As pressure mounts on Donald Trump after indictments were handed down Monday in the Russia investigation run by Special Counsel Robert Mueller, the White House on Monday downplayed speculation that Trump would seek to fire Mueller — as he fired FBI Director James Comey in May — as a way to cripple the Russia investigation. But importantly, Trump’s spokesperson refused to rule out the possibility that Trump would fire Mueller.
On the social media platform Twitter, hundreds of users have expressed fears that Trump’s firing of Mueller is now inevitable.
Also on Monday after the indictments of former Trump presidential campaign manager Paul Manafort and campaign adviser Rick Gates on multiple conspiracy, money laundering and other charges were announced, one of Trump’s closest allies and political advisers, Steve Bannon, reportedly phoned Trump capturing his ear with a secret plan to undercut and cripple the Mueller investigation that would not risk the likely nationwide political firestorm that may ensue if Trump were to simply fire Mueller.
In addition to the indictments of Manafort and Gates, Mueller on October 30 also announced that Trump foreign policy adviser George Papadopoulos had pled guilty on October 5 to a charge that he lied to FBI investigators, and that Papadopoulos — who repeatedy attempted to use his Russian contacts to set up meetings between Trump campaign officials and the Russian government — was now cooperating with the Mueller investigation.
Bannon took over the Trump campaign in August of 2016, after Manafort was forced to resign over his financial ties to pro-Russian political leaders in Ukraine. Bannon became Trump’s White House “chief strategist” in January, but he was forced out in August of this year.
But Bannon has stayed in close contact with Trump and has publicly led attacks on Trump’s critics. On Monday, according to reporting by the Daily Beast online magazine, Bannon phoned Trump urging him to replace his legal team, who Bannon believes has been too soft on Mueller, and take a more openly combative approach against the special counsel whose probe appears to be moving closer to the White House.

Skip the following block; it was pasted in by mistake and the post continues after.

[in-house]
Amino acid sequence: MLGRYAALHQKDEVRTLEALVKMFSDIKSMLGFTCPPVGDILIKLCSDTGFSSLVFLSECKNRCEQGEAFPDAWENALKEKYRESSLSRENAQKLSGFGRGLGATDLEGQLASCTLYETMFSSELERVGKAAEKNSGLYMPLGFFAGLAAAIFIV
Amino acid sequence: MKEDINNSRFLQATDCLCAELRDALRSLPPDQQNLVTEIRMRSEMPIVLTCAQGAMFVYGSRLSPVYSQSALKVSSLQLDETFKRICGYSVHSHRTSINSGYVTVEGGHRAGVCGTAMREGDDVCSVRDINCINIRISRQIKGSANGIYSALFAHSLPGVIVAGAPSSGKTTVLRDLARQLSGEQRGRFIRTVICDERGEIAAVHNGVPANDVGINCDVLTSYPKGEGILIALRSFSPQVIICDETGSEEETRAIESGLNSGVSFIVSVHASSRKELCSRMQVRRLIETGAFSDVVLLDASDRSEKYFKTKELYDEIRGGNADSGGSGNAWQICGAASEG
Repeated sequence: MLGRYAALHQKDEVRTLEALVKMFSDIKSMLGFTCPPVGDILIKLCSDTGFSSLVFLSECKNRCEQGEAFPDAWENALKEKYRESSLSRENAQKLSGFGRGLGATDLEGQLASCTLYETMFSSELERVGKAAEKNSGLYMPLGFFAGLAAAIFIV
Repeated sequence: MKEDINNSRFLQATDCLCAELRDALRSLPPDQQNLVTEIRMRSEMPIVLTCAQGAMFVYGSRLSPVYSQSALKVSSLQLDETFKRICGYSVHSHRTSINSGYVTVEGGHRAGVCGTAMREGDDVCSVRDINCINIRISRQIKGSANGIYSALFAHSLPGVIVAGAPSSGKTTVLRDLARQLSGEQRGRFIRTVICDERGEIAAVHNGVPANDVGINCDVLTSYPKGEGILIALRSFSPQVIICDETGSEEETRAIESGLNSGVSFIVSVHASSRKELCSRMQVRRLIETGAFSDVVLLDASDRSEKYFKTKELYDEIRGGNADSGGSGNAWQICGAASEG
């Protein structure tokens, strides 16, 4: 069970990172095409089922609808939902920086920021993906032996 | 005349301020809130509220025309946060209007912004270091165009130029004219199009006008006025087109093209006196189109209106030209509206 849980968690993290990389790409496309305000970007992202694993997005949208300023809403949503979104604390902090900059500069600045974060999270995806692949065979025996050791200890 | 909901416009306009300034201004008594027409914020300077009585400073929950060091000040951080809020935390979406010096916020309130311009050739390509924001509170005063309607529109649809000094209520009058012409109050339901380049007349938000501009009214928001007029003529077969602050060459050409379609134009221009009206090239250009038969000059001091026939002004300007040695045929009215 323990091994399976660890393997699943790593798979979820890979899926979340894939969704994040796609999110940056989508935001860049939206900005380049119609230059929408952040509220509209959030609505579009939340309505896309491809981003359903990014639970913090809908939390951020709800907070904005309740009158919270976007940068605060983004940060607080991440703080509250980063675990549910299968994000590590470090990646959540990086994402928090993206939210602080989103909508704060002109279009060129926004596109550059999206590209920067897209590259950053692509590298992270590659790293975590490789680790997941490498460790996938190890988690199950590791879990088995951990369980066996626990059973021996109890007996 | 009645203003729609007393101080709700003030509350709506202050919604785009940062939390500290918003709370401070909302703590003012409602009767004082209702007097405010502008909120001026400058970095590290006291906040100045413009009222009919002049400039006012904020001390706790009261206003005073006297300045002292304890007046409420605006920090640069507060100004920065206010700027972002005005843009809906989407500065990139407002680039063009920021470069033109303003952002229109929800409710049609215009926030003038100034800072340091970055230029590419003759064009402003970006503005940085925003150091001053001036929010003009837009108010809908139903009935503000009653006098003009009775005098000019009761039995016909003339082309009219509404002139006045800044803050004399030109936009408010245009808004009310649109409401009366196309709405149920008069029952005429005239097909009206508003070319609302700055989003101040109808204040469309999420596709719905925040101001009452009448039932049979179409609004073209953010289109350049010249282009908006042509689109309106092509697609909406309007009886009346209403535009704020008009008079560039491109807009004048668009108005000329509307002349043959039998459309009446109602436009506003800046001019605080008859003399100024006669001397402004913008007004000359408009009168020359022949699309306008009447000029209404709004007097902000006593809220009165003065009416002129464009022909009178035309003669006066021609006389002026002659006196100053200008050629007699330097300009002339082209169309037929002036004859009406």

Bannon’s plan? Not to fire Mueller but to cut off funding for his Russia investigation, according to a report Monday by the Washington D.C. site Politico. Ending the Russia investigation’s funding would “defang Mueller without (Trump) formally firing him,” Politico reported.
Bannon advised Trump to “get Republicans on Capitol Hill to cut funding for the special counsel, publicly debate Bob Mueller’s mandate, slow document production, go to court and try to slow documents being requested there and go on a massive PR campaign and try to get Capitol Hill to engage,” according to CNN correspondent Dana Bash.
So far the White House appears to be, at least in public, leaning away from firing Mueller, perhaps fearing the potentially massive backlash already brewing on social media, and that could spill into the streets of American cities were Trump to move against Mueller.
Be prepared for Trump to fire Mueller. If he does, text ALERT to 668366 Visit: https://t.co/tQglzl1XG2
— Melinda Francais (@MelindaFrancais) October 31, 2017
Not the first to say this, but If Trump does fire Mueller, it will be time for massive public demonstrations. https://t.co/9jcUaJfayM
— Paul Krugman (@paulkrugman) October 31, 2017
Be prepared to shut down America, Patriots, should #Trump make grievous error to fire Mueller in a Saturday Night Massacre. No time 2B timid
— Old GOPer (@OGOPer) October 31, 2017
Politicians warn Trump not to fire Robert Mueller https://t.co/McpMzcwYW2
— Stephan Braun (@StephanBraun81) October 31, 2017
— Holly O’Reilly (@AynRandPaulRyan) October 28, 2017
On Monday, White House press spokesperson Sarah Huckabee Sanders said that Trump currently had “no intention” to fire Mueller, but Sanders did not rule out that Trump would change his mind at any point in the future.
[Featured Image by Win McNamee/Getty Images]